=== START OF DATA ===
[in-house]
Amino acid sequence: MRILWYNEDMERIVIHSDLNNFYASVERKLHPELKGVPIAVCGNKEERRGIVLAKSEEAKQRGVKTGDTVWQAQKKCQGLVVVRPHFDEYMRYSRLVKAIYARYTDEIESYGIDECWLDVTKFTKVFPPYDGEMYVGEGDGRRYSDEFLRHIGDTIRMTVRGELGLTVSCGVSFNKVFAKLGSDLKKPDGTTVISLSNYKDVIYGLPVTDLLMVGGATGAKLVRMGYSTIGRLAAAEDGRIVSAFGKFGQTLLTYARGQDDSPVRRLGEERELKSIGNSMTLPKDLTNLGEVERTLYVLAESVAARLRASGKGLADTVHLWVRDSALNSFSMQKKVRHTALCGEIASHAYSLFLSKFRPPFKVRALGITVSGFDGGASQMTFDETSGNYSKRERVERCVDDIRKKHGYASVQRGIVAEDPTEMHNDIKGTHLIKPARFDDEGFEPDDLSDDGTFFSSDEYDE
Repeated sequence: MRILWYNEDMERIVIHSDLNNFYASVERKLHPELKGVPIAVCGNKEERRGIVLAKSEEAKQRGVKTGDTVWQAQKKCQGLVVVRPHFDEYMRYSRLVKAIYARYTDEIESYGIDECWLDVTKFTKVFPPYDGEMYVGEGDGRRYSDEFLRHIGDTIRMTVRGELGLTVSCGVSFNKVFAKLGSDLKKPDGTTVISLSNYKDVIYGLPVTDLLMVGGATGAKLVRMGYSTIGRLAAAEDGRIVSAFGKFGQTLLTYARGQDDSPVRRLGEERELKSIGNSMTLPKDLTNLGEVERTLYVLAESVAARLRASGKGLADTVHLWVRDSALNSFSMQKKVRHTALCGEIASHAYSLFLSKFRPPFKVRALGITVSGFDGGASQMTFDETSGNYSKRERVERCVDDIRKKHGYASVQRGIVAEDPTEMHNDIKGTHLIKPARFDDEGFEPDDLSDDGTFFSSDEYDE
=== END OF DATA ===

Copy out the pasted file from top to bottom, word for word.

[in-house]
Amino acid sequence: MRILWYNEDMERIVIHSDLNNFYASVERKLHPELKGVPIAVCGNKEERRGIVLAKSEEAKQRGVKTGDTVWQAQKKCQGLVVVRPHFDEYMRYSRLVKAIYARYTDEIESYGIDECWLDVTKFTKVFPPYDGEMYVGEGDGRRYSDEFLRHIGDTIRMTVRGELGLTVSCGVSFNKVFAKLGSDLKKPDGTTVISLSNYKDVIYGLPVTDLLMVGGATGAKLVRMGYSTIGRLAAAEDGRIVSAFGKFGQTLLTYARGQDDSPVRRLGEERELKSIGNSMTLPKDLTNLGEVERTLYVLAESVAARLRASGKGLADTVHLWVRDSALNSFSMQKKVRHTALCGEIASHAYSLFLSKFRPPFKVRALGITVSGFDGGASQMTFDETSGNYSKRERVERCVDDIRKKHGYASVQRGIVAEDPTEMHNDIKGTHLIKPARFDDEGFEPDDLSDDGTFFSSDEYDE
Repeated sequence: MRILWYNEDMERIVIHSDLNNFYASVERKLHPELKGVPIAVCGNKEERRGIVLAKSEEAKQRGVKTGDTVWQAQKKCQGLVVVRPHFDEYMRYSRLVKAIYARYTDEIESYGIDECWLDVTKFTKVFPPYDGEMYVGEGDGRRYSDEFLRHIGDTIRMTVRGELGLTVSCGVSFNKVFAKLGSDLKKPDGTTVISLSNYKDVIYGLPVTDLLMVGGATGAKLVRMGYSTIGRLAAAEDGRIVSAFGKFGQTLLTYARGQDDSPVRRLGEERELKSIGNSMTLPKDLTNLGEVERTLYVLAESVAARLRASGKGLADTVHLWVRDSALNSFSMQKKVRHTALCGEIASHAYSLFLSKFRPPFKVRALGITVSGFDGGASQMTFDETSGNYSKRERVERCVDDIRKKHGYASVQRGIVAEDPTEMHNDIKGTHLIKPARFDDEGFEPDDLSDDGTFFSSDEYDE